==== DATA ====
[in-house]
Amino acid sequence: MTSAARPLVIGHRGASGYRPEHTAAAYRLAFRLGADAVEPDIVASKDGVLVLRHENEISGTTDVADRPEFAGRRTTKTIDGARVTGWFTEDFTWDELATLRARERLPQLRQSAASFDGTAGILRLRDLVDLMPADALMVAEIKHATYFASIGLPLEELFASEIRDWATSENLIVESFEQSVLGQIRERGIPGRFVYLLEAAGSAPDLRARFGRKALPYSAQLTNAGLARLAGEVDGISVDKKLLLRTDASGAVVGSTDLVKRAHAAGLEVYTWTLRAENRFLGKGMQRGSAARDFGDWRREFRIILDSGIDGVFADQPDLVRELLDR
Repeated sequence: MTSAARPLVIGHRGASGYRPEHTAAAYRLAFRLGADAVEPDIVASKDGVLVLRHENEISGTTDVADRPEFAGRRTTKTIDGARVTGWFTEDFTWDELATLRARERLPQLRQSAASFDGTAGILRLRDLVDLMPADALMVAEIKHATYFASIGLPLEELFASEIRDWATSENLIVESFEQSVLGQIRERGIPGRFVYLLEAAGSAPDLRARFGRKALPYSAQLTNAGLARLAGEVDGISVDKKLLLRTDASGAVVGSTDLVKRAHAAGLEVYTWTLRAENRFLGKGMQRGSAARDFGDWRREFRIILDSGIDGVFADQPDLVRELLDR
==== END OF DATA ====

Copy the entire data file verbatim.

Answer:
[in-house]
Amino acid sequence: MTSAARPLVIGHRGASGYRPEHTAAAYRLAFRLGADAVEPDIVASKDGVLVLRHENEISGTTDVADRPEFAGRRTTKTIDGARVTGWFTEDFTWDELATLRARERLPQLRQSAASFDGTAGILRLRDLVDLMPADALMVAEIKHATYFASIGLPLEELFASEIRDWATSENLIVESFEQSVLGQIRERGIPGRFVYLLEAAGSAPDLRARFGRKALPYSAQLTNAGLARLAGEVDGISVDKKLLLRTDASGAVVGSTDLVKRAHAAGLEVYTWTLRAENRFLGKGMQRGSAARDFGDWRREFRIILDSGIDGVFADQPDLVRELLDR
Repeated sequence: MTSAARPLVIGHRGASGYRPEHTAAAYRLAFRLGADAVEPDIVASKDGVLVLRHENEISGTTDVADRPEFAGRRTTKTIDGARVTGWFTEDFTWDELATLRARERLPQLRQSAASFDGTAGILRLRDLVDLMPADALMVAEIKHATYFASIGLPLEELFASEIRDWATSENLIVESFEQSVLGQIRERGIPGRFVYLLEAAGSAPDLRARFGRKALPYSAQLTNAGLARLAGEVDGISVDKKLLLRTDASGAVVGSTDLVKRAHAAGLEVYTWTLRAENRFLGKGMQRGSAARDFGDWRREFRIILDSGIDGVFADQPDLVRELLDR